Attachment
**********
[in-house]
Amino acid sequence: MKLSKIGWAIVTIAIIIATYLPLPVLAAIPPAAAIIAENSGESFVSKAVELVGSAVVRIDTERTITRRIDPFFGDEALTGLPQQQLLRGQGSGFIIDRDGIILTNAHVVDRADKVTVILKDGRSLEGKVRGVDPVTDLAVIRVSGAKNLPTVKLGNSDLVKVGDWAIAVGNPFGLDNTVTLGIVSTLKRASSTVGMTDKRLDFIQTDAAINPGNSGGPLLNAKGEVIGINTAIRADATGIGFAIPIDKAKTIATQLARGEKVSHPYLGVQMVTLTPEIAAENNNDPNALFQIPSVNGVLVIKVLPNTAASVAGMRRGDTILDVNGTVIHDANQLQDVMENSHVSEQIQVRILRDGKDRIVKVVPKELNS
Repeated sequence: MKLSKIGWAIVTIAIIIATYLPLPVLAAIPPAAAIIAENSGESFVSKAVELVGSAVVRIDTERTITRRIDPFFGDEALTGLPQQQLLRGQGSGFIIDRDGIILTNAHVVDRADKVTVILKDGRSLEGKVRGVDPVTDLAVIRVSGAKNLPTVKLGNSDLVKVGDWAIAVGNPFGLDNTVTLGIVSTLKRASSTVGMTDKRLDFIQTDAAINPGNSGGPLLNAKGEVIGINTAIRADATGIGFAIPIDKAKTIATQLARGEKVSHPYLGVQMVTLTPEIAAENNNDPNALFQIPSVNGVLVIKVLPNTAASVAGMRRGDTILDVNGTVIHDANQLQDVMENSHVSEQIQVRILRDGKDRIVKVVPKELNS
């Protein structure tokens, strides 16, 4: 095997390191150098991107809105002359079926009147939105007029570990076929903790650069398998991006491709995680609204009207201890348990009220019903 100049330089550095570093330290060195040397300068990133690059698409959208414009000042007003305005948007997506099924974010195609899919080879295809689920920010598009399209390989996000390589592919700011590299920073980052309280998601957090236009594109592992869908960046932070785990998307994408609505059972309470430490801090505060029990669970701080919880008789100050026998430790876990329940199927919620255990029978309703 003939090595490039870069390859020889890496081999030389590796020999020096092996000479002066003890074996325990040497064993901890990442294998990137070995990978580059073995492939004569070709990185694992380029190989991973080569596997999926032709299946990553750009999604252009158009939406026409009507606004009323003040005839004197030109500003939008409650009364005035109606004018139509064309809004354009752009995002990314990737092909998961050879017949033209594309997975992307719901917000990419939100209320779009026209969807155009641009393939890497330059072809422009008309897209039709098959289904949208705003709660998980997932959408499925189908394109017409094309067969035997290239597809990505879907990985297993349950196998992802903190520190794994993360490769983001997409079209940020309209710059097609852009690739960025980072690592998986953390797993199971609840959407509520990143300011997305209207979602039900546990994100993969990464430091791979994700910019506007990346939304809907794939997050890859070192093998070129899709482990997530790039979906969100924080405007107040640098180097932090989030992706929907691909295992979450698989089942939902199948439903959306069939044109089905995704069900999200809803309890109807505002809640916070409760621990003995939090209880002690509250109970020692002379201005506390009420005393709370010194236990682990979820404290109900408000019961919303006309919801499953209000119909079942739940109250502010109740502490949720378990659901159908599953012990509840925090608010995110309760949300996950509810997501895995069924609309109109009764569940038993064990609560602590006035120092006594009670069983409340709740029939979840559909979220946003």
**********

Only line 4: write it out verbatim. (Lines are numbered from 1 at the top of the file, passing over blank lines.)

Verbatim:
């Protein structure tokens, strides 16, 4: 095997390191150098991107809105002359079926009147939105007029570990076929903790650069398998991006491709995680609204009207201890348990009220019903 100049330089550095570093330290060195040397300068990133690059698409959208414009000042007003305005948007997506099924974010195609899919080879295809689920920010598009399209390989996000390589592919700011590299920073980052309280998601957090236009594109592992869908960046932070785990998307994408609505059972309470430490801090505060029990669970701080919880008789100050026998430790876990329940199927919620255990029978309703 003939090595490039870069390859020889890496081999030389590796020999020096092996000479002066003890074996325990040497064993901890990442294998990137070995990978580059073995492939004569070709990185694992380029190989991973080569596997999926032709299946990553750009999604252009158009939406026409009507606004009323003040005839004197030109500003939008409650009364005035109606004018139509064309809004354009752009995002990314990737092909998961050879017949033209594309997975992307719901917000990419939100209320779009026209969807155009641009393939890497330059072809422009008309897209039709098959289904949208705003709660998980997932959408499925189908394109017409094309067969035997290239597809990505879907990985297993349950196998992802903190520190794994993360490769983001997409079209940020309209710059097609852009690739960025980072690592998986953390797993199971609840959407509520990143300011997305209207979602039900546990994100993969990464430091791979994700910019506007990346939304809907794939997050890859070192093998070129899709482990997530790039979906969100924080405007107040640098180097932090989030992706929907691909295992979450698989089942939902199948439903959306069939044109089905995704069900999200809803309890109807505002809640916070409760621990003995939090209880002690509250109970020692002379201005506390009420005393709370010194236990682990979820404290109900408000019961919303006309919801499953209000119909079942739940109250502010109740502490949720378990659901159908599953012990509840925090608010995110309760949300996950509810997501895995069924609309109109009764569940038993064990609560602590006035120092006594009670069983409340709740029939979840559909979220946003």